What value do most rebel thinkers bring to the table?

 Rebels have the courage to name the elephants in the room, see new ways to solve problems, bring outside ideas into the organization, and be the first to try new approaches.  My research has found that rebels call out problems others are afraid to (92%) and challenge assumptions and sacred cow practices (92%), both of which are essential to real innovation, but often shunned in organizations.

The other overlooked value rebels bring is devotion to duty. Rebels care more about their organizations than most people. That’s why we ask the difficult questions that most people feel more comfortable avoiding, and risk being snubbed for suggesting unpopular ideas.  We want our organizations to be the very best and we believe that our colleagues and we have what it takes to achieve more than our competitors.

(see the following chart for more)

GoodvsBadRebels
Why are many managers afraid/intimidated by rebel thinkers?

We tend to trigger three threats that are wired into every person’s pre-frontal cortex, including those of our bosses.  Our ideas often threaten managers’ sense of status, certainty and autonomy.

An overwhelming number of managers believe that they are supposed to create the strategy and have the answers — and employees are meant to execute on those ideas. Not question them. I’m the boss. I’ve got the senior vice president title. Hence, I know more and you should respect me for it.  It sounds silly in this day and age of empowerment and collaboration, but protecting our status can lead all of us to act in illogical ways.

We humans are also wired to crave certainty. So when we rebels present innovative ideas that have no best practice precedents or haven’t been Six Sigma’d we trigger fears about certainty. Managers worry, “How will we know this will work? What if we make a mistake?” You get the picture.

The last threat is autonomy. Our managers like doing things their way. To suggest something different is to violate their sense of control and autonomy over what they know and like.

What are the consequences of not engaging with the rebel thinker?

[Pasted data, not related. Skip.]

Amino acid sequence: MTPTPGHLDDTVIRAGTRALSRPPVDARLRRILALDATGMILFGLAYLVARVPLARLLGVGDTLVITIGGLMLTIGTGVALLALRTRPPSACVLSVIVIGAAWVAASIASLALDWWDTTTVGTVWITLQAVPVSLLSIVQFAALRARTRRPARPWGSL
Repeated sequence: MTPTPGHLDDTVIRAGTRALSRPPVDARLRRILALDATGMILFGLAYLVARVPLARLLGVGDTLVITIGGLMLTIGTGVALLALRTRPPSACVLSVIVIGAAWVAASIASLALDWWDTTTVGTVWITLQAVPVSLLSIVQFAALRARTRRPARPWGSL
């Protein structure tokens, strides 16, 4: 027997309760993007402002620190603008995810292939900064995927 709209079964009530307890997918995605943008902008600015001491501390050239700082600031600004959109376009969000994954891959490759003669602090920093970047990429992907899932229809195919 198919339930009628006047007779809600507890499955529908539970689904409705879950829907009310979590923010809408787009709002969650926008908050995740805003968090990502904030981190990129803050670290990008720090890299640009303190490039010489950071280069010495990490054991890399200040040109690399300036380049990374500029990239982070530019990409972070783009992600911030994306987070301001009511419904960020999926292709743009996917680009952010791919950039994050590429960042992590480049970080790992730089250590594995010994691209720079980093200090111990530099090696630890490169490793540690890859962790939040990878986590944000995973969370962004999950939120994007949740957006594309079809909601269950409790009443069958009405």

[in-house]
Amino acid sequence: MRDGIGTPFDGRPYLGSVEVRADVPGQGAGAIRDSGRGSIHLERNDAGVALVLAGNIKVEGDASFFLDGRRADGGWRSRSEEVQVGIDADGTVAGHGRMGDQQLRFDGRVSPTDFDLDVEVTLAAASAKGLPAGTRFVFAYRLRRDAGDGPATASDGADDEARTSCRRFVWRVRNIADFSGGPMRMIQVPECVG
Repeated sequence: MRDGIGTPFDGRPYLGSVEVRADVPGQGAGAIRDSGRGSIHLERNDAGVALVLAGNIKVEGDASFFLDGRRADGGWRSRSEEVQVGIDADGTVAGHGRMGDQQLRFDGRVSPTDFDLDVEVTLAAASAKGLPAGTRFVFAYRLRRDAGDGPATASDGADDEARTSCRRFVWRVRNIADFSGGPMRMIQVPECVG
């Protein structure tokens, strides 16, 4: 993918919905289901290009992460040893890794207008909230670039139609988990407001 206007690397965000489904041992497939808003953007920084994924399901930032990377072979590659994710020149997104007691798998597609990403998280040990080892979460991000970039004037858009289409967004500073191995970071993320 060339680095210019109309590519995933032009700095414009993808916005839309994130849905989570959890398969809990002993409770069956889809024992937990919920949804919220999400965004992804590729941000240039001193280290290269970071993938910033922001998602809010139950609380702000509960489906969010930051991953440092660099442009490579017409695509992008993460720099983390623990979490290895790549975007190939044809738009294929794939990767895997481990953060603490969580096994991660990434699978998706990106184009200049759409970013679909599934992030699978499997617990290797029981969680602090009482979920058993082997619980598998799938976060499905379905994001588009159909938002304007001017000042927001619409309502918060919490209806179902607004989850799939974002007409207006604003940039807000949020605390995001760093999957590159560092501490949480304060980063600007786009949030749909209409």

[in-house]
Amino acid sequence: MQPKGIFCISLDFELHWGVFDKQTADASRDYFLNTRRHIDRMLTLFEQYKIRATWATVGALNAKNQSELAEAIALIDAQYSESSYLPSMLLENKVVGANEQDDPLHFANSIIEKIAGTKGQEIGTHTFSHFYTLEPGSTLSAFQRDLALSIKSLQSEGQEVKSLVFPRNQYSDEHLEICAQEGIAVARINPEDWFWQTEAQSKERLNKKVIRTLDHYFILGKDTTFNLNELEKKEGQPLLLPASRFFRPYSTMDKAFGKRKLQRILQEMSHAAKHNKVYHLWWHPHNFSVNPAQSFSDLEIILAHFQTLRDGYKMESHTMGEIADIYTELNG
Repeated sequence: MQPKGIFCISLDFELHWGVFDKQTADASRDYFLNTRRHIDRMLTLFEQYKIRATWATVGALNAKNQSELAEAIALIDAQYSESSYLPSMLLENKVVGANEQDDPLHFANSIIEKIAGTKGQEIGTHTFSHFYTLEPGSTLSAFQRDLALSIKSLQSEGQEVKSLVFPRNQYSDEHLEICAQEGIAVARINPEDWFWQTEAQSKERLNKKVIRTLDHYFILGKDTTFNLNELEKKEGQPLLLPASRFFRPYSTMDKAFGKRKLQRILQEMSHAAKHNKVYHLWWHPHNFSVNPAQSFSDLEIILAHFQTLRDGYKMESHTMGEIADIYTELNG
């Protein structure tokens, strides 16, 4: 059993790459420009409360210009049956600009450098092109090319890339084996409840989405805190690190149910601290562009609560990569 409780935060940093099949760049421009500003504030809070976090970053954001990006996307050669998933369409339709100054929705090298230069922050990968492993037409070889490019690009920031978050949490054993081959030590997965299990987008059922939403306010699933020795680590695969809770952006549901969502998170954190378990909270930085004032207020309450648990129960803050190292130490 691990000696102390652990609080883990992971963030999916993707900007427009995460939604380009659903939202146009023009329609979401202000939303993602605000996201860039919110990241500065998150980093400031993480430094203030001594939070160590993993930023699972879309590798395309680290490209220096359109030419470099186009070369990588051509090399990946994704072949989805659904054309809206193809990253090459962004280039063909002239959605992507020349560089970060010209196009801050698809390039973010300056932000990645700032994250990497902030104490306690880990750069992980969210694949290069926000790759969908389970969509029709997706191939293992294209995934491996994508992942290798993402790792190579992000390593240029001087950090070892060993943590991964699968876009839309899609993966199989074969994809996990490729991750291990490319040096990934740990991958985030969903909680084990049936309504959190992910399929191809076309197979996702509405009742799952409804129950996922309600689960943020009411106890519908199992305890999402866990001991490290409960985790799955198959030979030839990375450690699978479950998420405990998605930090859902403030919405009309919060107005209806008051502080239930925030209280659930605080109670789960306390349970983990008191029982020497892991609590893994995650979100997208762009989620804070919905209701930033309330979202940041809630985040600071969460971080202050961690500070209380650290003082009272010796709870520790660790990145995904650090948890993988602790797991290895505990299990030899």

Missed opportunities, a complacent corporate culture, and a talent deficit.

Rebel thinkers see risks and opportunities earlier than most people. This is a tremendously valuable competence in age of such rapid change and smaller windows to seize and capitalize on opportunities. One way to look at rebels is as your “intrapreneurs” bringing entrepreneurial thinking, speed, and competitive instincts inside the organization. They spot ideas and see ways to make them real.

The other consequences are that shutting out rebel thinking sends a signal to the organization that creativity, diversity of thinking and change are not welcome. When that happens, your best talent usually leaves, and the culture becomes complacent. Not rocking the boat. Accepting good enough as good enough.  In today’s hyper competitive world, few organizations can survive with a “good enough” approach.

What is most surprising about corporate rebels?

Rebels are not motivated by formal recognition or financial incentives, nor are they “troublemakers.” They’re self-motivated to want to make a difference to their organization and to solve things that are not working as well as they could. My research found that just 27% want formal recognition. What they do want is to be asked their opinions more often and be invited to work on teams to solve specific issues. They don’t want to just talk about ideas, opportunities and problems, the want to make things happen.

The second surprising thing is how many closeted rebel thinkers there are in companies. People are yearning to do more – and they know more about what to do than most executive teams realize.